So, my "just the facts" version of the events Jasmine and I witnessed at Chicago's Tax Day Tea Party can be found here. In this post I'll attempt to process more deeply my feelings and opinions on what I witnessed today.
I left the day's protest with mixed emotions.
One thing that struck me about the event was the overwhelming demographic homogeneity of the Tax Day Tea Party. We were there for at least forty-five minutes before a single person of color, besides the lovely Jasmine Harris, could be spotted in the crowd. A lily-white crowd of this size is virtually unheard-of in Chicago, anywhere. It was crystal clear to me this movement, or whatever you want to call it, did not represent wide swaths of Chicagoans. We finally did find an African American woman holding up a protest sign. Jasmine talked to her in-depth, while I was being interviewed by someone over at foundingbloggers.com - a site whose creators were pleasant enough to me, but which is obviously rather right wing. A woman in her middle-forties I would guess, she seemed pleasant enough, but espoused fairly doctrinaire conservative positions for low taxation, low deficits, and her particular dismay that Obama and the Democrats have allowed the private school voucher program in Washington DC to expire. I didn't really get into the argument that . . . "well . . . that program uses tax dollars," which is apparently so taboo to most of the people there. I wasn't looking for conflict. But we went back and forth a bit - ladies and gentleman - I have discovered a black McCain voter in Chicago! That ought to be worth something in and of itself, for they are as rare as diamonds . . . although not as precious.
Not all of the protesters were doctrinaire Republican conservatives. I would guess that about 30-40% of the placards and signs espoused abolishing the IRS and/or the Federal Reserve, or supporting Ron Paul . . . the calling cards of libertarians. The largest single banner I saw was protesting war and military expenditures, and had been unfurled by the American Society of Friends (the Quakers.) As noted in my straight dope report, several speakers and many of the signs assigned some blame to the Republicans, and/or George Bush. And while the speakers who included Bush & the 'Cons as targets of their anger received a somewhat more muted response, there didn't seem to be much hostility to them either. Everyone hates Bush, and the Republicans these days, it seems.
The problem, of course, with all this anti-tax anger, is that it's just the same old shit that Republicans and conservatives have been regurgitating for the last 30 years, and the same old opaque, clear-as-mud logic. Like the African American woman I talked to - who saw no disconnect between her intense hatred of taxes, and her intense anger that the private school voucher program in Washington DC had expired (a program which, by the way, was paid for with tax dollars) - most of the speakers and ideologies on display in this event were logically moving in opposite directions. These people hate taxes, but they also hate deficits. Nevermind that higher taxes are a cure for high deficits. They want them both gone. They hate taxes, but - with notable the exceptions of the Quakers and some of the libertarians - they believe that the military budget is sacrosanct and should never be cut in any way shape or form. Nevermind that our military budget amounts to roughly 51% of our entire national expenditures - the cuts must come ONLY in domestic programs, i.e. investments in our own people. They despise social safety nets, and I guess would be happier if millions of Americans simply starved, or had to turn to criminal activity to support themselves. This is Christian? This is the same old selfish, tax-me-never, right wing ideology that the Republicans have been using for the last 30 years. It worked pretty well for most of that time . . . but I'm not sure it's working anymore. They went back to this well in 2006 and 2008, and it more or less appears to have run dry.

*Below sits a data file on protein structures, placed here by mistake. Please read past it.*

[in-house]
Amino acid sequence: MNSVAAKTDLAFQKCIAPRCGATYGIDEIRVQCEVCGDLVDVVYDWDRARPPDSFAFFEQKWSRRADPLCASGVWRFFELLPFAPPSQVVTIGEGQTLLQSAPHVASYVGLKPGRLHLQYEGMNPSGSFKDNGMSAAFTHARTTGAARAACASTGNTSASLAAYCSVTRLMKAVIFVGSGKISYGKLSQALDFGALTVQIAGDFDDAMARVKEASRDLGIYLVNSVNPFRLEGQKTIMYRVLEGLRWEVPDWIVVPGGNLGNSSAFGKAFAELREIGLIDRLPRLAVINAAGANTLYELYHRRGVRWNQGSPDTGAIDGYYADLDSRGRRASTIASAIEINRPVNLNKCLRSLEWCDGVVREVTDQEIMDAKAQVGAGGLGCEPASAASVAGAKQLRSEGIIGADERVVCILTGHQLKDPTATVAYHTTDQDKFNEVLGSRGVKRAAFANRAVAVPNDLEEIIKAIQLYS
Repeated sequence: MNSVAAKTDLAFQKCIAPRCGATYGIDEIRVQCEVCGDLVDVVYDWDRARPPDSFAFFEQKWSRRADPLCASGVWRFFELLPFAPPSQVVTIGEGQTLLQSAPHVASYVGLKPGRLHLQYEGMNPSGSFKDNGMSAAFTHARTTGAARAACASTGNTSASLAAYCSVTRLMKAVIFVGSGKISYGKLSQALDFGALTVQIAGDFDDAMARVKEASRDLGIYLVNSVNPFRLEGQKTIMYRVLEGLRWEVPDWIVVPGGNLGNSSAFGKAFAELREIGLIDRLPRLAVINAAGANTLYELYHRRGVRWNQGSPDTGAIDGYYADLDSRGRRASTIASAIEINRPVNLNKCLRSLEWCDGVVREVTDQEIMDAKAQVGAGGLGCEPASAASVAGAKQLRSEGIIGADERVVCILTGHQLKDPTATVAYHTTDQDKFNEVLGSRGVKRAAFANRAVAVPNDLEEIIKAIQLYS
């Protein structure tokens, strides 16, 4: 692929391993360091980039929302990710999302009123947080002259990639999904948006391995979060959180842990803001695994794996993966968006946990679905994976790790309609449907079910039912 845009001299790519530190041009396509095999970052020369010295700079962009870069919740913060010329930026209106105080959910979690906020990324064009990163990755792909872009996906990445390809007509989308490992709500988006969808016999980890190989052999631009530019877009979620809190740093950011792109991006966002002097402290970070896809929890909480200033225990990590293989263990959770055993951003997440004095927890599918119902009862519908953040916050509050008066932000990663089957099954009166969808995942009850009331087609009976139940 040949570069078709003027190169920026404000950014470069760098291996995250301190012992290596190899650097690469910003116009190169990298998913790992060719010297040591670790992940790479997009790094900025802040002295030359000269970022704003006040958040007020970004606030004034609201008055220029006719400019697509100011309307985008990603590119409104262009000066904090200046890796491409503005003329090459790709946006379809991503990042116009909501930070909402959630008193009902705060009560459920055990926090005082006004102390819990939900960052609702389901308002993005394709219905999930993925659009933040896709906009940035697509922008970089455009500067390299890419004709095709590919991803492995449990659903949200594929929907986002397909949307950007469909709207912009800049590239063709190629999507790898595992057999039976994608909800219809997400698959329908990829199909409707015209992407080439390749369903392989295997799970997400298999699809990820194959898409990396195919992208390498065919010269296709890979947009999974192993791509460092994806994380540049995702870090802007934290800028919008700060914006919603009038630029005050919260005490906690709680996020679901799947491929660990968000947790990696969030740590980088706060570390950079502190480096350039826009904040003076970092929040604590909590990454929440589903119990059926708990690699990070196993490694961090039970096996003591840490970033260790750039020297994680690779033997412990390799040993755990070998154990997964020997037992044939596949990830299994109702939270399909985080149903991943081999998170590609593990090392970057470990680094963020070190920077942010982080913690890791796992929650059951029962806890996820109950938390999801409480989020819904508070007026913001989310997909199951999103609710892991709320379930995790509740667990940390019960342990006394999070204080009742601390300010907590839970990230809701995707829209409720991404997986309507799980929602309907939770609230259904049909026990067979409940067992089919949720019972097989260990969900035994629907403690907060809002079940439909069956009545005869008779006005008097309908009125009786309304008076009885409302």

Of course there was the same old lack of correct information. One woman was walking through the crowd claiming, both on her placard, and verbally, that the Cap and Trade program on greenhouse gases would cost the average taxpayer $300.00/month. This is total nonsense of course. I believe the Congressional Budget Office's estimate is at approximately $31/year. One of the speakers was so wrong that I wondered just what the hell he was talking about. If memory serves it was Jim Calomino of the Illinois Chapter of Americans for Prosperity who complained that Obama's budget would raise taxes by $1,500,000,000.00 ($1.5 B). I thought that I'd heard him wrong, but no, he tossed the words "one point five billion dollars" around several times. Doesn't he realize that even if that were true- it's complete chump change in the grand scheme of things? Given some of the apocalyptic signs and grab-your-guns rhetoric I saw today, I would have thought these people would be THRILLED that Obama's budget would raise taxes by a mere $1.5 billion.